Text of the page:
In my mother’s honor, and by the way no matter how many times I’ve killed her off in my books she’s alive and well in the Old Village, she kept a pretty organized ship back then on the island.  I still question her choices, for instance the straw carpeting, but all in all, my three brothers and I survived.  As a matter of fact the four of us have become rather normal, well adjusted humans.  I write Mommy Porn, the youngest is an injured, out of work EMT, another is a Charleston attorney and another married so well he hasn’t worked another day since college.  That’s normal right?  Probably not but if it isn’t I’m blaming it on the sand.

Now this tirade isn’t coming from nowhere.  My son is heading up to Spartanburg today with his sister to help her move apartments.  Apparently three sorority sisters in one apartment isn’t enough and they need an additional bedroom for another sister’s pink and green tchotchke’s.  So, childless for a few days I began to think of grabbing Chris and taking a mini vacation.  We’ve done everything there is to do within a two hundred mile radius, except the beach.  My mind rolled with it, we could take Ariel (our water baby-merle cocker) and a cooler and spend the day on the Island!  

 But you see that no longer works, because I’m not frigging thirty anymore!  To go to the beach I’d need to dig through the file cabinet and find Ariel’s shot records, then stop by Sullivan’s Island Town Hall and visit my old bus driver for a $35 license so she could be on the beach at all.  I’m not the rule breaker I used to be.  The cooler we’d need would have to be filled with about a case of Sam’s purified water, we’d need an umbrella –Chris burns.  We’d need towels, a blanket, and an ipod with speakers…which I don’t have so that means stopping at Best Buy for some speakers…as you can see it would take me a week to gather what I need to just endure one afternoon at the beach.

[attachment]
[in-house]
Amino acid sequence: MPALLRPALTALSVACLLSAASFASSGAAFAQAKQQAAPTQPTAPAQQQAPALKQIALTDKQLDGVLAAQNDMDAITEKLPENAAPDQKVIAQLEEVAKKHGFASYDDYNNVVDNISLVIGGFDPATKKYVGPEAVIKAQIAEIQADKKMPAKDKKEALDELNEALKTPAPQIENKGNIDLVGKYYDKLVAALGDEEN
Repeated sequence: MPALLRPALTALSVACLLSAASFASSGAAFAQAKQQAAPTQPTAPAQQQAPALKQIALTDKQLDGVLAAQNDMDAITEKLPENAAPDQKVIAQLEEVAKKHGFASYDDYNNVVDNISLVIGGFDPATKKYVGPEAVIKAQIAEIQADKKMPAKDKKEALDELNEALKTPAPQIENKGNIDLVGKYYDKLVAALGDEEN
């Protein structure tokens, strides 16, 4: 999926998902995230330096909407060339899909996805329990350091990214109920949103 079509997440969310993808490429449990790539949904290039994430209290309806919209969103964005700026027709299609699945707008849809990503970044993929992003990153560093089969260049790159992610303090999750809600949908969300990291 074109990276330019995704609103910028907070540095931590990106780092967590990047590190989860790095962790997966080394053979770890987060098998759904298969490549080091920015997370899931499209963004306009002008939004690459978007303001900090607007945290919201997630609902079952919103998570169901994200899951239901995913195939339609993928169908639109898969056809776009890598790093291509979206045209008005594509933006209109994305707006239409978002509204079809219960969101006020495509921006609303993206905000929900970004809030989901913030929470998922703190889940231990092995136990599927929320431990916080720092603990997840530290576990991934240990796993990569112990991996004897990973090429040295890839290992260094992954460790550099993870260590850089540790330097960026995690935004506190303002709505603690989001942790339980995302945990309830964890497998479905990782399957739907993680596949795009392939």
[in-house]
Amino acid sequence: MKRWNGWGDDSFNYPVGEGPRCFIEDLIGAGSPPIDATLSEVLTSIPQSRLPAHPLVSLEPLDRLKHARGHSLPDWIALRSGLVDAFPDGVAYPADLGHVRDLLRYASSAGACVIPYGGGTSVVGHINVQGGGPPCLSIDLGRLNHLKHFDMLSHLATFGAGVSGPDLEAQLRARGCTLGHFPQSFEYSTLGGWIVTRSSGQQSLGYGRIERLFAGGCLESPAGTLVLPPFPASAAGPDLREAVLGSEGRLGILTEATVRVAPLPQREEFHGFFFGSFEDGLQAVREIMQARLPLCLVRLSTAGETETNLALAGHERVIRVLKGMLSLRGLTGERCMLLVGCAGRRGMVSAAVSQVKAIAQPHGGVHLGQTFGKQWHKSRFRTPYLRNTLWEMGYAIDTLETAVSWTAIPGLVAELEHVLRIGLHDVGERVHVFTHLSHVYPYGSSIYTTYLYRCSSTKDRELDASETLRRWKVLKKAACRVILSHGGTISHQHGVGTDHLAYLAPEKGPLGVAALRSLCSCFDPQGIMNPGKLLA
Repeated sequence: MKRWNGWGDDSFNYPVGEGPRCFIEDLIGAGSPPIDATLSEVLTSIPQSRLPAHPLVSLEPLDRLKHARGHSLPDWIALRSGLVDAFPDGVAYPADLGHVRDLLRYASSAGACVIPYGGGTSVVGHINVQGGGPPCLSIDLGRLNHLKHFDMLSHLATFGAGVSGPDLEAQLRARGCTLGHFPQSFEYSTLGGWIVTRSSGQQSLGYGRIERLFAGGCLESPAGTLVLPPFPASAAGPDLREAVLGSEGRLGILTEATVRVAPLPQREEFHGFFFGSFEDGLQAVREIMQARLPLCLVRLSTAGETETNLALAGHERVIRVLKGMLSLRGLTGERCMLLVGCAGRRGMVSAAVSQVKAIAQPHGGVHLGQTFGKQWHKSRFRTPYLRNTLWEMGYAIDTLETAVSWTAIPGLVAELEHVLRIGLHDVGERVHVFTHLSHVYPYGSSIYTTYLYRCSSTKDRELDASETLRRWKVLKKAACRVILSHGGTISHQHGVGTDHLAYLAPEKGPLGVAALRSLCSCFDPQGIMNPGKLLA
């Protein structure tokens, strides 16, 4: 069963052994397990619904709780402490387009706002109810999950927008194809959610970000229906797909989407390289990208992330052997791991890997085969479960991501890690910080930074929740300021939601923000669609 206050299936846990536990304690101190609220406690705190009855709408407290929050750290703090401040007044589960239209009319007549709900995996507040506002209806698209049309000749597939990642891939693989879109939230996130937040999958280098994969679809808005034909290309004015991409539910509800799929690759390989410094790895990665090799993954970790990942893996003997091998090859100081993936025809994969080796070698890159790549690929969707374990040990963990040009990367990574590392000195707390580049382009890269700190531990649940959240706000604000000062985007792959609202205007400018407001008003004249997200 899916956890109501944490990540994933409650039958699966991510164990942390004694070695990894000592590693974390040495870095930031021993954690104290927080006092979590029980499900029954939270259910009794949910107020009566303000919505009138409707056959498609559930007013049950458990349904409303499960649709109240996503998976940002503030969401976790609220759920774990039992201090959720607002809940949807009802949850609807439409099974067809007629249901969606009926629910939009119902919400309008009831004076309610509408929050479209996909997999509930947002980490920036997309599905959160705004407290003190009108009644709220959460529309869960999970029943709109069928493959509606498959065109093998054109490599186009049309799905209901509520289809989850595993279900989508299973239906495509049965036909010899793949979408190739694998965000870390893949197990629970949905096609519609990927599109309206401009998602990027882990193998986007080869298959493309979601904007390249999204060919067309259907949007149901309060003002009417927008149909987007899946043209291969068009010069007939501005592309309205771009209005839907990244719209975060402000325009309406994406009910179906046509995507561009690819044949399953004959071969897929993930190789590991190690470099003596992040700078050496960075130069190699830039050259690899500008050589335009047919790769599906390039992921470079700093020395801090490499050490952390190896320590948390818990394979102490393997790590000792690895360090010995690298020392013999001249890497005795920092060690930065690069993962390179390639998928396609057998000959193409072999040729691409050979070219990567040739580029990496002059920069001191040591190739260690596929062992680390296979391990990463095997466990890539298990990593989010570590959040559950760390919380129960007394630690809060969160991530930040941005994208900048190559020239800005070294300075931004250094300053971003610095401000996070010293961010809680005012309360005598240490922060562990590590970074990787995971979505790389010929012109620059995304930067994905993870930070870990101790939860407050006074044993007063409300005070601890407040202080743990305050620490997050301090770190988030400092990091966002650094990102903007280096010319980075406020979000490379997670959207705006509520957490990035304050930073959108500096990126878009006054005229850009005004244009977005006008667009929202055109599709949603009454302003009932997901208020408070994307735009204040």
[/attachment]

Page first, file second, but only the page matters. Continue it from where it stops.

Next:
But for poopies and giggles let’s assume I’ve done all these things and we’ve carried all this…crap… to the beach.  The day is over and the sun has drained what little energy we had in the first place out of us, we head back to the car dragging all of this...crap…through the sand.  Yes, to my Mommy wagon.  This is a replacement Mommy Wagon that I bought last year after the kids had all but turned the last one into a cheeto.  This one is pristine.  So without a garden hose how am I supposed to get Ariel and Chris back into the car?  Oh snap and that blanket?  Nope, I’ll be washing sand out of my house and car for the next six months, ain’t gonna happen.  I start fantasizing about yet another day trip to Biltmore instead.

I think by now you have the message that all of life’s wrong doings can be attributed to sand.  Yet still you pursue me, what beach?  Well since you insist, let me suggest Sullivan’s Island, South Carolina.  But as you rejoice in all that sand remember that there’s not a grain of it that I haven’t digested, slept with or violated in some unfashionable ( and possibly illegal) manner.